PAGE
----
You Produce, I Consume: Global Imbalances, Causes and Consequences

Saturday 31 October, 1.30pm until 3.00pm, Courtyard Gallery

In the ongoing playing out of the worst recession anyone can remember, and the first major downturn of the new era of globalisation, ‘the Anglo-Saxon model’ of capitalism stands indicted. One of the key explanations offered is simply that the US has been borrowing too much, its banks taking too many risks, leading the way for a Western consumer-led credit crunch. We hear that we have spent to the limit, maxed our national credit cards and now have to go on an austerity purge to get things back to normal. But the other side of the coin has been export-led growth in Asia, in particular China and India. So must Asians be persuaded to consume more, as we consume less in the West?

For some critics, the world economy is fundamentally out of balance. They warn that recent shifts in flows of global finance must be understood not at the level of consumer habits, but as a reflection of changes in the balance of global production. Are our efforts to reform and spend our way out of recession merely window dressing, obscuring more profound and far reaching changes taking place at the level of global production, trade and international financial flows? Is a ‘rebalancing’ of production and consumption possible in a global economy? Does the failure of the Anglo-Saxon model imply the failure of the the whole modern experiment in the pursuit of prosperity through a more integrated and globalised world economy? Is it merely a question of balance, or is consumption itself the problem – and should Asia be learning from our ‘mistake’? If so, how else can the emerging economies continue their rise out of poverty?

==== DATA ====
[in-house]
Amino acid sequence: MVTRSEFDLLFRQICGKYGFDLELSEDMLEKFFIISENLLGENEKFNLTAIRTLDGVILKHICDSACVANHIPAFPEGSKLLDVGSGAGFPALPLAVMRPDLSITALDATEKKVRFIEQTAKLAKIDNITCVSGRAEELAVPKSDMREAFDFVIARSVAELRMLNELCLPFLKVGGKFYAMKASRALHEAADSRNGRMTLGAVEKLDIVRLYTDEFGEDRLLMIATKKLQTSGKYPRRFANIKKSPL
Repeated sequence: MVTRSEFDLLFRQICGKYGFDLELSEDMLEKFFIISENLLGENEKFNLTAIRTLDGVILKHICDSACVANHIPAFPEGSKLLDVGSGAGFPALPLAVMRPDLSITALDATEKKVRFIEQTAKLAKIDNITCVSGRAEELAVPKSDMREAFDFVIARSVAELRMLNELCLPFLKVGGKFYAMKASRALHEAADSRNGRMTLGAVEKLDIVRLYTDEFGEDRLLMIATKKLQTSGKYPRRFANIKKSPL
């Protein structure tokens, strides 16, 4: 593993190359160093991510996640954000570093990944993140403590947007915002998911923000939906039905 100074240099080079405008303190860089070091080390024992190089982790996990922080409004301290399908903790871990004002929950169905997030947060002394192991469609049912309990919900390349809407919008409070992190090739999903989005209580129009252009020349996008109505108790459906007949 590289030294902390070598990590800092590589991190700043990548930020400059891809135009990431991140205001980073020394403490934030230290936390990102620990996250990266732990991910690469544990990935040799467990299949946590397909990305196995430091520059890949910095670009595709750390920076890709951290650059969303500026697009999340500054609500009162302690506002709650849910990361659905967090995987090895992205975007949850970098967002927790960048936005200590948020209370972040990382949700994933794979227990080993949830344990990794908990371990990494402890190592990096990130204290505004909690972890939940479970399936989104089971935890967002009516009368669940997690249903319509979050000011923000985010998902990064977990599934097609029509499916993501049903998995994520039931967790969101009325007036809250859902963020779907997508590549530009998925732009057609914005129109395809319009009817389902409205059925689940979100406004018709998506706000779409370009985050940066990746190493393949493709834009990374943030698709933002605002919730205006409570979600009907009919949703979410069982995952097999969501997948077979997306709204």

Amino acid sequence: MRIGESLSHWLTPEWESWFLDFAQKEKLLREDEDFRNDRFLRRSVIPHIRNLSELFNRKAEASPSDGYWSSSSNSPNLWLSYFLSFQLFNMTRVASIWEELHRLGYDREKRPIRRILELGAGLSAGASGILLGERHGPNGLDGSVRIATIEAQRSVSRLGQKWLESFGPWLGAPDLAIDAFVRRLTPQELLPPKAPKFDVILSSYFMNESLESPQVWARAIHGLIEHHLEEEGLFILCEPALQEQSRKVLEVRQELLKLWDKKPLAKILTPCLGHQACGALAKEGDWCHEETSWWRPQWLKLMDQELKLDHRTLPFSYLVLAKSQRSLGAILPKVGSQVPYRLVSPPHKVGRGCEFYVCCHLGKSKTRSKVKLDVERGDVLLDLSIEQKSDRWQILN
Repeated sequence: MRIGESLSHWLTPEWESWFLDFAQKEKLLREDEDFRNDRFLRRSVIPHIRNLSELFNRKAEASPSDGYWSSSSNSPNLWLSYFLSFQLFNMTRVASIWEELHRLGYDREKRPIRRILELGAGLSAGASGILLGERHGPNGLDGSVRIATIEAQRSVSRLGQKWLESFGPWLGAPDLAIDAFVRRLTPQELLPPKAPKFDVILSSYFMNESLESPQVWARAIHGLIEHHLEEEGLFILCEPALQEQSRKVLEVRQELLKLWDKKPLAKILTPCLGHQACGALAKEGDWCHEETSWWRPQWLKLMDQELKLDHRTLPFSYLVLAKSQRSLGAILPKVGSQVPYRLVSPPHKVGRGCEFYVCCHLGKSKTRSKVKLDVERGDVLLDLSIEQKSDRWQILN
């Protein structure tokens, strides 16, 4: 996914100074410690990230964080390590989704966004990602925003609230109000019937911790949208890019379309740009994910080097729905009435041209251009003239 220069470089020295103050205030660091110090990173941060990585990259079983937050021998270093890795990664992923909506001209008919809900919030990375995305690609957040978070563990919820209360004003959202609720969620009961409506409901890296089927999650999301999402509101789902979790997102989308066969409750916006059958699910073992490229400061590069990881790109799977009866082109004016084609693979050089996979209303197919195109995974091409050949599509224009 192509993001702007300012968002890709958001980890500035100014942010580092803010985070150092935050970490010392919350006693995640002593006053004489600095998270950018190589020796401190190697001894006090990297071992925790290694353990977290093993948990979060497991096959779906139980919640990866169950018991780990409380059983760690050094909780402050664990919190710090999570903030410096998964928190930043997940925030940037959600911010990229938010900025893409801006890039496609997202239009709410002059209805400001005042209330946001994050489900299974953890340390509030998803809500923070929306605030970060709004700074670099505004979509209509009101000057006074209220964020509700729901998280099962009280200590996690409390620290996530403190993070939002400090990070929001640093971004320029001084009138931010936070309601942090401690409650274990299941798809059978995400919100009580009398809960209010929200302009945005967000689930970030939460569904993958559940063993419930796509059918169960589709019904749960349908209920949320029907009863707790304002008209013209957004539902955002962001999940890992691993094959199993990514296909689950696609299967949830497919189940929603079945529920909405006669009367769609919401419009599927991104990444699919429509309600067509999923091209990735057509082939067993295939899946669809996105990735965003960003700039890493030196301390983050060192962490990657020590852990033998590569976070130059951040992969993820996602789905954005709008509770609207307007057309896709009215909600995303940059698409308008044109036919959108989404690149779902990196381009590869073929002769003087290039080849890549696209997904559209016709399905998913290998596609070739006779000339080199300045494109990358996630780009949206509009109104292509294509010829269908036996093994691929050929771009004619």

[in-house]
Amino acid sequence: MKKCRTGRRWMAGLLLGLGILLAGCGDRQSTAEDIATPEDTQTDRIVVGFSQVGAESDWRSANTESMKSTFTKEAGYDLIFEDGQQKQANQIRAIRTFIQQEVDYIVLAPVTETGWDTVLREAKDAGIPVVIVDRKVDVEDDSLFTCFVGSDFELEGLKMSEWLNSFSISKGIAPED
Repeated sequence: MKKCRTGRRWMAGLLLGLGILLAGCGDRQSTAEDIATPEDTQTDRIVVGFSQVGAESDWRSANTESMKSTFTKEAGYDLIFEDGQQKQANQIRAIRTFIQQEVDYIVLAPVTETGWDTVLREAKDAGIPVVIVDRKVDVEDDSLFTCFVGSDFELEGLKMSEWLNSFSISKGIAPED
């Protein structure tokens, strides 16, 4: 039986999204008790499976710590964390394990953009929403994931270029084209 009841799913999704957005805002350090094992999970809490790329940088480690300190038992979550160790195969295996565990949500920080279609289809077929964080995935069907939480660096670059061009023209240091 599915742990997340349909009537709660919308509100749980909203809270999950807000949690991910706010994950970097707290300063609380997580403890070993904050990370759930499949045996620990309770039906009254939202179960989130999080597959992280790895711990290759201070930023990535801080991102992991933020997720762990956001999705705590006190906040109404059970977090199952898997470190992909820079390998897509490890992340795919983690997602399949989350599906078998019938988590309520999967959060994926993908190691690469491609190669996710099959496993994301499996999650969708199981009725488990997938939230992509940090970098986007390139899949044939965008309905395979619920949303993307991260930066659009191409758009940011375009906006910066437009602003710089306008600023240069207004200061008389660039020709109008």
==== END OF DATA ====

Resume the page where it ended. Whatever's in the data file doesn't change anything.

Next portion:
There is an ongoing discussion about whether the US government will pursue ‘Buy American’ plans, and the Chinese government has introduced a ‘Buy Chinese’ policy for all government procurement. Are trade wars inevitable as the old system unravels? Or could it be that we actually need more production all round? Was Carlyle right when he cried: ‘Produce! Produce! Were it but the pitifullest infinitesimal fraction of a Product, produce it, in God’s name!’?

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Philippe Legrain
visiting senior fellow, LSE’s European Institute; author, Immigrants: your country needs them and European Spring: Why Our Economies and Politics are in a Mess – and How to Put Them Right

Paul Mason
broadcaster; author, Financial Meltdown and the End of the Age of Greed; technology editor, BBC's Newsnight

James Matthews
management consultant; founding member, NY Salon; writer on economics and business

Dr Linda Yueh
fellow in economics, St Edmund Hall, University of Oxford; adjunct professor of economics, London Business School; economics editor, Bloomberg TV

Stuart Simpson
financial services professional; researcher and writer, emerging economies and quantitative finance

Produced by
Angus Kennedy convenor, The Academy; author, Being Cultured: in defence of discrimination
Stuart Simpson financial services professional; researcher and writer, emerging economies and quantitative finance
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